Yahoo, AOL Taking IM to BlackBerry
The moves come as AOL and Yahoo join other portals and search companies in seeking new ways to extend their reach -- and all the various types of commerce and services purchases that take place there -- to the mobile world. Those companies envision a world in which consumers and business users alike adopt large bundles of branded communications tools.
Mar 14, 2005 1:38 PM PT
Both Yahoo and America Online have struck deals with Research in Motion, the maker of the hugely popular BlackBerry hand-held, to put their respective versions of instant messenger software on the devices.
Research in Motion announced pacts with both companies today, saying that devices integrated with the chatting software would be available in coming months.
The deals give RIM developers access to the two companies' software code, making it possible for additional functionality to be built into the platforms beyond the ability to communicate instantly.
In addition, AOL members will now be able to use a BlackBerry to access their e-mail accounts, and advanced features of Yahoo mail will be integrated into the devices.
Moving into Mobile
The moves come as AOL and Yahoo join other portals and search companies in seeking new ways to extend their reach -- and all the various types of commerce and services purchases that take place there -- to the mobile world.
Those companies envision a world in which consumers and business users alike adopt large bundles of branded communications tools such as e-mail and messaging and a larger suite of information management tools, including search engines.
Analysts say it's too early to tell how popular mobile IM will become, since many details, including pricing, have yet to be entirely sorted out. The announcements today with Yahoo and AOL both leave it up to mobile carriers to establish pricing.
While both companies and other portals have struck deals with carriers and hand-held makers in the past, the Blackberry device might be especially well suited to instant messaging and also to more advanced forms of mobile service purchase and mobile commerce.
"BlackBerry provides optimized messaging capabilities with its popular keyboards, large screens, intuitive navigation and push-based connectivity," Mark Guibert, RIM's vice president of corporate marketing, said in a statement.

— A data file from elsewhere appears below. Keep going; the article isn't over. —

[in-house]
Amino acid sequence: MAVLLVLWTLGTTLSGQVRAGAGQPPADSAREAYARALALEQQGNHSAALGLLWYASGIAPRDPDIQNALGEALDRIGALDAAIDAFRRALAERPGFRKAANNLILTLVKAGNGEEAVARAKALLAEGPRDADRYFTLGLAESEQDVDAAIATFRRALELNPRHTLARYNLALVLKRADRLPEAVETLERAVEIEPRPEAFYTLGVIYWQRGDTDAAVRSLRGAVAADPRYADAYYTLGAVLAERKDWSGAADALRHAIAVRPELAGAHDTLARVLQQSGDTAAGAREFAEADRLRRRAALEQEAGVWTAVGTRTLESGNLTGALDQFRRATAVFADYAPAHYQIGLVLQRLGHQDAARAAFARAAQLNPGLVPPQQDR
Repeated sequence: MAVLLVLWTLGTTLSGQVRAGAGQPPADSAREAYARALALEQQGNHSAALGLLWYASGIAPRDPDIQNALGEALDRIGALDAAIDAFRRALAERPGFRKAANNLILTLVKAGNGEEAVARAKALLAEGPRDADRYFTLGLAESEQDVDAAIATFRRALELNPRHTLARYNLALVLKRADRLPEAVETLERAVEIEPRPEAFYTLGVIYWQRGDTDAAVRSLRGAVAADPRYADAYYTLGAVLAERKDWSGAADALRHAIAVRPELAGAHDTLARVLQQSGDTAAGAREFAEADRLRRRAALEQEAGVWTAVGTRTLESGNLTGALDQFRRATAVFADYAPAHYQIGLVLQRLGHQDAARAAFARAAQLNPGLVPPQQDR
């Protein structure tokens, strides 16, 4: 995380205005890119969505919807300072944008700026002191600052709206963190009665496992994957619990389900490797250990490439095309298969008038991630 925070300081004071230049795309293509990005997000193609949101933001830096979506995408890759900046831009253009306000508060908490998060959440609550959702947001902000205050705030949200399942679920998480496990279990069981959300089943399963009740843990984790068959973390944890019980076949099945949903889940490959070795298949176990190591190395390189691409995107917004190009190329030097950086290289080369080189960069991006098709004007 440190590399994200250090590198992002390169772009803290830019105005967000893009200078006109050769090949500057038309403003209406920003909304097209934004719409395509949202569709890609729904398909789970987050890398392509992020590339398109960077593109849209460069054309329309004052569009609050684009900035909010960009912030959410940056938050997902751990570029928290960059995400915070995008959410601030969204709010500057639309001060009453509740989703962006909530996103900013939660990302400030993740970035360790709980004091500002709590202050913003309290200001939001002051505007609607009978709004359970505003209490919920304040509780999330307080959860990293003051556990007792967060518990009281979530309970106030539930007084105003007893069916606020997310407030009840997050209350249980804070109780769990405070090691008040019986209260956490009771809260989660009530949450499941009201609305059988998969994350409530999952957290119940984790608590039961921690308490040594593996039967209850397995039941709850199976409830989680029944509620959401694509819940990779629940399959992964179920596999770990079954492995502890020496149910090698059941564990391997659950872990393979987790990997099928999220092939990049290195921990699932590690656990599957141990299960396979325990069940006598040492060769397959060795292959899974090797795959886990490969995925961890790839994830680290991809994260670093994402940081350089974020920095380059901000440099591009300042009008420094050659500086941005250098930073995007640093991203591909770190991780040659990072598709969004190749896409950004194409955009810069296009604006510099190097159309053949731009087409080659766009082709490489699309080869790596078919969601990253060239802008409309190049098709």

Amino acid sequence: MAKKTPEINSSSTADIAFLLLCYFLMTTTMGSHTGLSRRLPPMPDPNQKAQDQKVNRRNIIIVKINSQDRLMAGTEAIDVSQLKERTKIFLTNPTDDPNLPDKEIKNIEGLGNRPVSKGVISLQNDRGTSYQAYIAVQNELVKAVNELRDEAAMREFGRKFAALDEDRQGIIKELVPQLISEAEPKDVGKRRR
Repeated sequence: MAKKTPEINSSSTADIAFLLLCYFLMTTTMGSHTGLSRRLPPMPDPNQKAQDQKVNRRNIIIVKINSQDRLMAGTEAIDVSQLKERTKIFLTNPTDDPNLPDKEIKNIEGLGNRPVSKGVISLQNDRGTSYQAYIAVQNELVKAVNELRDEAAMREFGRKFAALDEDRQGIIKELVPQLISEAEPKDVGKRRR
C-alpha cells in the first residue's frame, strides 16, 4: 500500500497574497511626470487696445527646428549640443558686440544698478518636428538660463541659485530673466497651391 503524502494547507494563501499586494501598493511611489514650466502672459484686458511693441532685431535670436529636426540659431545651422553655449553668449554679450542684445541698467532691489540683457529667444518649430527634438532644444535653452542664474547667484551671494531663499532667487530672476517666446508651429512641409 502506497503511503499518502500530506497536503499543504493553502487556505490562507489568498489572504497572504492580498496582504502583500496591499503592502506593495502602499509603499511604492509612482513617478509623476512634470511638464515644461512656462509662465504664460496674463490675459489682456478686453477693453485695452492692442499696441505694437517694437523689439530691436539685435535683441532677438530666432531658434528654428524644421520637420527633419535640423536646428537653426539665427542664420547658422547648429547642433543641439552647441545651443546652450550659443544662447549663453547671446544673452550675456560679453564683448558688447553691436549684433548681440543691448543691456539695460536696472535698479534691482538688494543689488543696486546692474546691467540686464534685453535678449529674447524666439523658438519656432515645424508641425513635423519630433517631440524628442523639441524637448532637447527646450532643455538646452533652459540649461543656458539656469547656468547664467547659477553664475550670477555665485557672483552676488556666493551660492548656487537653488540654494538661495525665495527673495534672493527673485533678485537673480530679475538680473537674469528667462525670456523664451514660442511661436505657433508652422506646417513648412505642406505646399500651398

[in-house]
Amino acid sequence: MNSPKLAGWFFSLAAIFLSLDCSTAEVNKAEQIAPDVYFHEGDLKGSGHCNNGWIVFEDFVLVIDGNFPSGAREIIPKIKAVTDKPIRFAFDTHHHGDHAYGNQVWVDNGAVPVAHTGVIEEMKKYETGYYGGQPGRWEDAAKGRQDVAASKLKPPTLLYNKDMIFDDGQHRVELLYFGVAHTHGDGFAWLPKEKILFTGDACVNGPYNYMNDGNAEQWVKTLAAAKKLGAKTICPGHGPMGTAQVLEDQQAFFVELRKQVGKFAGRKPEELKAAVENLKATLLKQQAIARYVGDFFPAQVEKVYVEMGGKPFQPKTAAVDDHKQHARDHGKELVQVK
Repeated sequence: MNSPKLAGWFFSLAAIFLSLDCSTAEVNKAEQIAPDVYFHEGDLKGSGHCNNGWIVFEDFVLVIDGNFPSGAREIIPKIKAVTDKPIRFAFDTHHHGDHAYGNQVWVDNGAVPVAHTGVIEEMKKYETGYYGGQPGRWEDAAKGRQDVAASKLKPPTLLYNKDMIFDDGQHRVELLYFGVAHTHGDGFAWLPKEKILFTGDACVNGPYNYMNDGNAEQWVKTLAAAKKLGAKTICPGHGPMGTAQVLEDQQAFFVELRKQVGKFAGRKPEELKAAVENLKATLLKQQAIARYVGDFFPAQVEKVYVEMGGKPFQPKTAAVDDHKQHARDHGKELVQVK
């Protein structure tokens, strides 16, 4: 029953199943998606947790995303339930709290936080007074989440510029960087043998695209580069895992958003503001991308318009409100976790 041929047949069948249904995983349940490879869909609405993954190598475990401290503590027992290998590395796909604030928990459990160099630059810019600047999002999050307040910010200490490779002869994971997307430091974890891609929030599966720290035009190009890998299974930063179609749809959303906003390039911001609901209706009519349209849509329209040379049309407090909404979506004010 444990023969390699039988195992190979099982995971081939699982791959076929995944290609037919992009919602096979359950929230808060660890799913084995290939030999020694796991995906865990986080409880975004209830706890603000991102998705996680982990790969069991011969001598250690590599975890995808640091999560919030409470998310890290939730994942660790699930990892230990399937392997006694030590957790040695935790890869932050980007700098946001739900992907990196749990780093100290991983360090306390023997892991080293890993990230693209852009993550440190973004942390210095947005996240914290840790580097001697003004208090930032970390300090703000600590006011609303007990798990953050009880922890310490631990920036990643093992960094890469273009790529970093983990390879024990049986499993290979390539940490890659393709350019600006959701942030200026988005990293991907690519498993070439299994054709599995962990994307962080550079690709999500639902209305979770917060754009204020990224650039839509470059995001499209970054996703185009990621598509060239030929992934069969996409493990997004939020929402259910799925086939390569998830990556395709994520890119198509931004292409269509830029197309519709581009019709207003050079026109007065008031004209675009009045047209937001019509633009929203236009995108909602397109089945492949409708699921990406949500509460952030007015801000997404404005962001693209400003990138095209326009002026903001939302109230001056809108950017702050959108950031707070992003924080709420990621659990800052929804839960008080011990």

Another Arrow in the Quiver
The portals likely see mobile IM as another way to hook in more users to buy those bundles of services. Unlike desktop search and communication, mobile versions will have a cost associated with them, and the companies that provide the content will share in the revenue stream along with mobile carriers.
"The search sites and the portals want to lock in loyal customers regardless of where they are or what they're using to access the Web," Forrester Research analyst Charlene Li told the E-Commerce Times. "The important thing is that they don't lose the brand loyalty when they change devices."
Locking in users in that way will make content-based networks, search tools and other services that much more valuable as the Web evolves and is accessed through a variety of channels, whether it be through mobile devices or while watching interactive television.
"The medium matters less than the brand identity," she added. Loyal users are more valuable to advertisers because they see marketing more often and are more valuable to the portals because they are more likely to engage in e-commerce and buy premium services.
Watching the Competition
Meanwhile, Research in Motion benefits by being able to offer customers a hand-held with a wider range of services built-in, an important element as it faces increasing competition from phone makers who have rolled out hand-helds with increased functionality and connectivity.
The feature is important given that "instant messaging is enjoying continued growth," RIM's Guibert said, adding that the combination of technologies will create a "convenient and powerful communications solution."
In fact, Yahoo and AOL both have their IM platform available on some smartphones and through wireless carriers. However, the Blackberry, which is made to be used for reading and writing e-mail, might be a device especially well suited to sending instant messages.
RIM has begun to license its software to smartphone makers, though some analysts have questioned that strategy given that the vast majority of the Canada-based company's revenues come from the sale of the hand-held devices themselves.